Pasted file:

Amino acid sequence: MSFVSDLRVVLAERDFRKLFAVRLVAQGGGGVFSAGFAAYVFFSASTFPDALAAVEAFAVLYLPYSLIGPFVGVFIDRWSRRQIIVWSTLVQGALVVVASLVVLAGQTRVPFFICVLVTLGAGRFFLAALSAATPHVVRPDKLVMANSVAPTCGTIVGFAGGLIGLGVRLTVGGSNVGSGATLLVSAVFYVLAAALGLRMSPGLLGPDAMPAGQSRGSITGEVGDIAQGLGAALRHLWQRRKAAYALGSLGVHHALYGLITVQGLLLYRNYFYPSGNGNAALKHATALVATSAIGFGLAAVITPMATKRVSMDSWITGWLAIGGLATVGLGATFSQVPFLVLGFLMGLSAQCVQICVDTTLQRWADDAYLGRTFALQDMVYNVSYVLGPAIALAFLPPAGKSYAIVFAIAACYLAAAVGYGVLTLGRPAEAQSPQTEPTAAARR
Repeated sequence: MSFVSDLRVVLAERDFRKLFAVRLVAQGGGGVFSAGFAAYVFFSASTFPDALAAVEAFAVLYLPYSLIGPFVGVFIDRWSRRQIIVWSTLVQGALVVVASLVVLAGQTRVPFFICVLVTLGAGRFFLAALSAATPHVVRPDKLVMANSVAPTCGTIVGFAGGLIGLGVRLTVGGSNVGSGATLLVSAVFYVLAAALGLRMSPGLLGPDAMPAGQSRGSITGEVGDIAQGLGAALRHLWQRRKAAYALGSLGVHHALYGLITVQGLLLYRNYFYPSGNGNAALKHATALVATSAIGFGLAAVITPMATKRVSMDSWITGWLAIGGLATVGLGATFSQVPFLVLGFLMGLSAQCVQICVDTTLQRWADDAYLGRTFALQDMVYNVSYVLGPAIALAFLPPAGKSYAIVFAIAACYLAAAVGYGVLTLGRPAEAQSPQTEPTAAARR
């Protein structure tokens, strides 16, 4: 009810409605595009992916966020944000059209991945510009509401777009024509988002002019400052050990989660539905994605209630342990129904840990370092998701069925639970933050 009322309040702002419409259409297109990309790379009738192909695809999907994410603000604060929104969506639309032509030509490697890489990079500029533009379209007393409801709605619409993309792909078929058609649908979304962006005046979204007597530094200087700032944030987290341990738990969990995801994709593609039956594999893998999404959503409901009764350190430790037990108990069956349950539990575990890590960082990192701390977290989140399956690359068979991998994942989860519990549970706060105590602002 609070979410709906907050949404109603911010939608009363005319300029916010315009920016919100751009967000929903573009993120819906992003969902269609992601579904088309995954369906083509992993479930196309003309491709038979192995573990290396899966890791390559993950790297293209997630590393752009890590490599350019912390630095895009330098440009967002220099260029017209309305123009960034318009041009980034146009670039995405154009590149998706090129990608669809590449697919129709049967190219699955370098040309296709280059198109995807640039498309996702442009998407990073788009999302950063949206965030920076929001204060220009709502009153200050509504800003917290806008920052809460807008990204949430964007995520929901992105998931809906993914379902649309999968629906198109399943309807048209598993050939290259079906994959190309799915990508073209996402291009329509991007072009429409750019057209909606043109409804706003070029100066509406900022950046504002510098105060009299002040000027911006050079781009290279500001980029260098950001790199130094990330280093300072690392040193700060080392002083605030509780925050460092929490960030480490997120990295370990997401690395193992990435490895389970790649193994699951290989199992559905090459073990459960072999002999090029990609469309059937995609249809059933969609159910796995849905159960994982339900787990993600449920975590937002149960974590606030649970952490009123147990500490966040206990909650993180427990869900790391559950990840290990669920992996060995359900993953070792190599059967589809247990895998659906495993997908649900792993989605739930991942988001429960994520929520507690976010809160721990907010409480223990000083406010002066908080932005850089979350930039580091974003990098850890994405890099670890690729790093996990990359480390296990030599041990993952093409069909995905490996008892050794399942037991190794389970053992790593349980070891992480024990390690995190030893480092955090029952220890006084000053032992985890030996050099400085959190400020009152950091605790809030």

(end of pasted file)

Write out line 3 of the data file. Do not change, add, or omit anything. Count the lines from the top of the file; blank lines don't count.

């Protein structure tokens, strides 16, 4: 009810409605595009992916966020944000059209991945510009509401777009024509988002002019400052050990989660539905994605209630342990129904840990370092998701069925639970933050 009322309040702002419409259409297109990309790379009738192909695809999907994410603000604060929104969506639309032509030509490697890489990079500029533009379209007393409801709605619409993309792909078929058609649908979304962006005046979204007597530094200087700032944030987290341990738990969990995801994709593609039956594999893998999404959503409901009764350190430790037990108990069956349950539990575990890590960082990192701390977290989140399956690359068979991998994942989860519990549970706060105590602002 609070979410709906907050949404109603911010939608009363005319300029916010315009920016919100751009967000929903573009993120819906992003969902269609992601579904088309995954369906083509992993479930196309003309491709038979192995573990290396899966890791390559993950790297293209997630590393752009890590490599350019912390630095895009330098440009967002220099260029017209309305123009960034318009041009980034146009670039995405154009590149998706090129990608669809590449697919129709049967190219699955370098040309296709280059198109995807640039498309996702442009998407990073788009999302950063949206965030920076929001204060220009709502009153200050509504800003917290806008920052809460807008990204949430964007995520929901992105998931809906993914379902649309999968629906198109399943309807048209598993050939290259079906994959190309799915990508073209996402291009329509991007072009429409750019057209909606043109409804706003070029100066509406900022950046504002510098105060009299002040000027911006050079781009290279500001980029260098950001790199130094990330280093300072690392040193700060080392002083605030509780925050460092929490960030480490997120990295370990997401690395193992990435490895389970790649193994699951290989199992559905090459073990459960072999002999090029990609469309059937995609249809059933969609159910796995849905159960994982339900787990993600449920975590937002149960974590606030649970952490009123147990500490966040206990909650993180427990869900790391559950990840290990669920992996060995359900993953070792190599059967589809247990895998659906495993997908649900792993989605739930991942988001429960994520929520507690976010809160721990907010409480223990000083406010002066908080932005850089979350930039580091974003990098850890994405890099670890690729790093996990990359480390296990030599041990993952093409069909995905490996008892050794399942037991190794389970053992790593349980070891992480024990390690995190030893480092955090029952220890006084000053032992985890030996050099400085959190400020009152950091605790809030």